Ruddy Turnstones have a wide global range. They breed across the low Arctic in places like northern Alaska and the northern coast of Siberia. These impressive migrants winter along ocean shorelines nearly all over the world, including around the entire continent of Australia, both coasts of South America, and all around Africa.

Ruddy Turnstone photo

Tomorrow we'll add a species of waterfowl with a wintery name. Can you guess this bird?

Birdorable bonanza preview #9

Cute Ruddy Turnstone Gifts

Birdorable Wilson's Phalarope

Today Birdorable welcomes another bird named after the ornithologist Alexander Wilson to Birdorable, following Wilson's Warbler and Wilson's Plover. Today Wilson's Phalarope joins our flock!

Wilson's Phalaropes are the largest of all three of the world's phalarope species (the others being the Red-necked Phalarope and the Red Phalarope), but are still relatively small as wading birds go, reaching up to 24cm in length.

Wilson's Phalaropes breed across parts of the western and northern United States and western Canada. Winters are spent down across a wide range of South America, with some birds reaching the southern tip of the continent!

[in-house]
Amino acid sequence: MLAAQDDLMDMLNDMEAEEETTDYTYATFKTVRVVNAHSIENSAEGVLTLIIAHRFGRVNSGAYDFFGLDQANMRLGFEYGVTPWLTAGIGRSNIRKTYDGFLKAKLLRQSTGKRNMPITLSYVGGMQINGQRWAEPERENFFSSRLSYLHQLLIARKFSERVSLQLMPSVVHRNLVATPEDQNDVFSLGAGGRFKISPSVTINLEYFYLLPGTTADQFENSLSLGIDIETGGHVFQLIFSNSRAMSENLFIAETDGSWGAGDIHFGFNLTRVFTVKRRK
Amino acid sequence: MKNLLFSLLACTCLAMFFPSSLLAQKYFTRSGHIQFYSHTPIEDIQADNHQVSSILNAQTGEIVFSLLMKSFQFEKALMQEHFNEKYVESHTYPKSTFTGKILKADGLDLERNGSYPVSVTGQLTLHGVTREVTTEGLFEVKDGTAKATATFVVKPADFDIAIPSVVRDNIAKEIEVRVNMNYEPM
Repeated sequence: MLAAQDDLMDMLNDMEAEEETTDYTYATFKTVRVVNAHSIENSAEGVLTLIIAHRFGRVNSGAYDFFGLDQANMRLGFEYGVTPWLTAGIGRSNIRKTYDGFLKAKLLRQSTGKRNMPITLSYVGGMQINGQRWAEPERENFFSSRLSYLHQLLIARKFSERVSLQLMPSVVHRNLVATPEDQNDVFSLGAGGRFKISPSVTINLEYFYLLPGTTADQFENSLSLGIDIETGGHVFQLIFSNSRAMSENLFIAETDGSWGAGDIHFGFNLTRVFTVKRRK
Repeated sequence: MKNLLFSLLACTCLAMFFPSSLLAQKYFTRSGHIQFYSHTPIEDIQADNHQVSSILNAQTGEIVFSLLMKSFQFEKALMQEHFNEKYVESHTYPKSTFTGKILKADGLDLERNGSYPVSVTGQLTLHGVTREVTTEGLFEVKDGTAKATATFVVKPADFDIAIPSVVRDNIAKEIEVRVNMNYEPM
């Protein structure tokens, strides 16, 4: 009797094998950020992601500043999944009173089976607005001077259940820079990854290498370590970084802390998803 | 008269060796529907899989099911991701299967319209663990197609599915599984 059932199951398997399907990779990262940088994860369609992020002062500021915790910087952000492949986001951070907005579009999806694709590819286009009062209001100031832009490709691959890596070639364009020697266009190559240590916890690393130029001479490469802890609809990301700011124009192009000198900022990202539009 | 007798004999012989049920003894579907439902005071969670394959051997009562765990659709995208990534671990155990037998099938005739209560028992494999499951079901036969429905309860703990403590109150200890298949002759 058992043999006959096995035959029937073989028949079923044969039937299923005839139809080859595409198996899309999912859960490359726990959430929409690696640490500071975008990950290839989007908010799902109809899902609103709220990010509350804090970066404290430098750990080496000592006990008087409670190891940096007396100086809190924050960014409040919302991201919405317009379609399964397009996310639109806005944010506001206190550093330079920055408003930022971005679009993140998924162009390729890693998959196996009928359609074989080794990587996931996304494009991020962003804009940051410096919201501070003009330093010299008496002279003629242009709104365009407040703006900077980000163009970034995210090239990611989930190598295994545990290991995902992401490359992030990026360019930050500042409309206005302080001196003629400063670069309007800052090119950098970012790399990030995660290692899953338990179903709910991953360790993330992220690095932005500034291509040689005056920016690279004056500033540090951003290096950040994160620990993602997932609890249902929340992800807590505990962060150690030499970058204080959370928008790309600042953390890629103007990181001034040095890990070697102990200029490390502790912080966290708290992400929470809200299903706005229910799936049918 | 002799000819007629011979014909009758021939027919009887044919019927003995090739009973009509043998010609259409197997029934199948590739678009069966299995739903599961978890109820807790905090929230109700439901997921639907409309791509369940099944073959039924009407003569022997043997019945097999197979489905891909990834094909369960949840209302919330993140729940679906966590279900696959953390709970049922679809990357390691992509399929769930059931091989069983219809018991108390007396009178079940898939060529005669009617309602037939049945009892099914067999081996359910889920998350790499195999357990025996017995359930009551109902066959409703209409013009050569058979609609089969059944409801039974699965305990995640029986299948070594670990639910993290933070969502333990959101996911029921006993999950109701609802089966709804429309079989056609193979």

Phalaropes are known for their atypical sexual dimorphism attributes and parental behavior. Females are larger than males and have a more brightly developed plumage. Females also leave most parental duty to the male birds. They are also atypical by Birdorable standards, as our illustration depicts a female.

Wilson's Phalarope photo

Tomorrow another shorebird joins Birdorable, one of two species in its genus. This small shorebird with a wide global range can be found wintering along ocean shores, where it might search for food by turning over stones. Can you guess this species?

Birdorable Bonanza preview #8

Cute Wilson's Phalarope Gifts

Little Blue Heron

Today we add a small wader to Birdorable: the Little Blue Heron!

Little Blue Herons are New World wading birds with a wide distribution covering parts of North and South America. They are found near wetland habitats, where they feed, roost, and breed. Some birds are year-round residents (especially in South America) while some birds in North America migrate to breed further north.

Little Blue Herons are named for the plum and blue plumage of adult birds. For the first year of life, Little Blue Herons aren't blue at all -- they are white! This gives the young birds an advantage when hunting among Snowy Egrets, who are more likely to tolerate a bird, all white like them, hunting in close proximity.

Little Blue Heron Photo

Tomorrow we'll add another wading bird to Birdorable. Our illustration will feature the female of the species! This bird is named for a famous ornithologist. Can you guess the bird based on these clues?